Nice post on the practice of moral discipline and the Fall Festival in Portugal. Moral discipline is one of those topics a lot of people don’t want to hear or think about, especially if they came from a religion that pushed a lot of rules on it’s followers, but it’s really more than just a list of do’s and don’t’s.
To practice moral discipline means to abandon negative actions having understood their dangers. Although there are some negative actions that we cannot abandon immediately due to our strong negative habits of mind, there are some that we can definitely discontinue right now. We need to train our mind gently and steadily, first dealing with the non-virtuous actions we can abandon easily, and then gradually building up the determination, courage, and skill we need to eliminate even our most stubborn bad habits.
Geshe Kelsang Gyatso - “Joyful Path of Good Fortune”
With regard to any Dharma practice, if our concentration is clear and strong it is very easy to make progress. Normally, distraction is the main obstacle to our Dharma practice. The practice of moral discipline prevents gross distractions, and concentration prevents subtle distractions; together they give rise to quick results in our Dharma practice.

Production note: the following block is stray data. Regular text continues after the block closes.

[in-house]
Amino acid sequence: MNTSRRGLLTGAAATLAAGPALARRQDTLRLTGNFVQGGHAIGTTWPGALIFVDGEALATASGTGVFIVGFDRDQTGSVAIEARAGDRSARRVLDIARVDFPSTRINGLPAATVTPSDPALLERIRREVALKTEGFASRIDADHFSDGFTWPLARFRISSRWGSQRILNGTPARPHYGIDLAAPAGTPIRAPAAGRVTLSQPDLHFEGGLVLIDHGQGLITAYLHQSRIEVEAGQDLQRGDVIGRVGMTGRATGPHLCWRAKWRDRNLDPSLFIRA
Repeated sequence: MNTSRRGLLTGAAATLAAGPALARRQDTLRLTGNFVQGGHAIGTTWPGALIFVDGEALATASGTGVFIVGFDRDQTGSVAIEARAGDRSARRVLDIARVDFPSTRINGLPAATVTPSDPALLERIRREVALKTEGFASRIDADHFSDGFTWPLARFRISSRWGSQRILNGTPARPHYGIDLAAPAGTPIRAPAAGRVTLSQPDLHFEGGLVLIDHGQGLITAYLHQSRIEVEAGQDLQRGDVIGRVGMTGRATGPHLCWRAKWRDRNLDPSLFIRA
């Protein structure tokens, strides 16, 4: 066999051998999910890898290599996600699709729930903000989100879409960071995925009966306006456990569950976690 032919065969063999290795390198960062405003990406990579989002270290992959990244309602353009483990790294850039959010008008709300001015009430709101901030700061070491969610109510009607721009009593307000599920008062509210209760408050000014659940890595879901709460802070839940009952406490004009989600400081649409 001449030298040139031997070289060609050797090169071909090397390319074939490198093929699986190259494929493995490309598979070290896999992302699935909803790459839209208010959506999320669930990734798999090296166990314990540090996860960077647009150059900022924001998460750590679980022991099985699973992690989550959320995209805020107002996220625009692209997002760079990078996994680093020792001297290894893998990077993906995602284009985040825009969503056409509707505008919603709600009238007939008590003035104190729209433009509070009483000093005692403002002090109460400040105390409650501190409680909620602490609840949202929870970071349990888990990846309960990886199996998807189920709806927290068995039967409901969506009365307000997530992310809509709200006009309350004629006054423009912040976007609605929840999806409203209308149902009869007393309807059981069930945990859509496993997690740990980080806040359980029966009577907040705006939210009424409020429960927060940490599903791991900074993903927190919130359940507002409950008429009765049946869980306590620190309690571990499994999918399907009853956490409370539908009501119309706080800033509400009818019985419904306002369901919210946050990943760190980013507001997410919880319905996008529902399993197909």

For the Buddhist, the concept of moral discipline does not arise from superstitious subscription to the whims and laws of mythical gods and heavenly tyrants. It is not something that arises from fear. It is motivated by the generation of bodhicitta.
The perfection of moral discipline is a proactive decision to abstain from non-virtuous actions, thoughts and conditions. The key to successfully engaging the practice involves mindfulness and awareness. The perfection is achieved by the threefold avoidance of non-virtuous actions, the discipline of keeping the Dharma and the discipline of performing acts which benefit others.
“Once a man came unto me and denounced me on account of my observing the Way and practicing great loving- kindness. But I kept silent and did not answer him. The
denunciation ceased. Then I asked him. ‘If you bring a present to your neighbour and he accepts it not; does the present come back to you?’ He replied, ‘It will.’ I said, ‘You denounce me now, but as I accept it not, you must take the wrong deed back on your own person. It is like echo succeeding sound, it is like shadow following object; you never escape the effect of your own evil deeds. Be therefore mindful, and cease from doing evil.”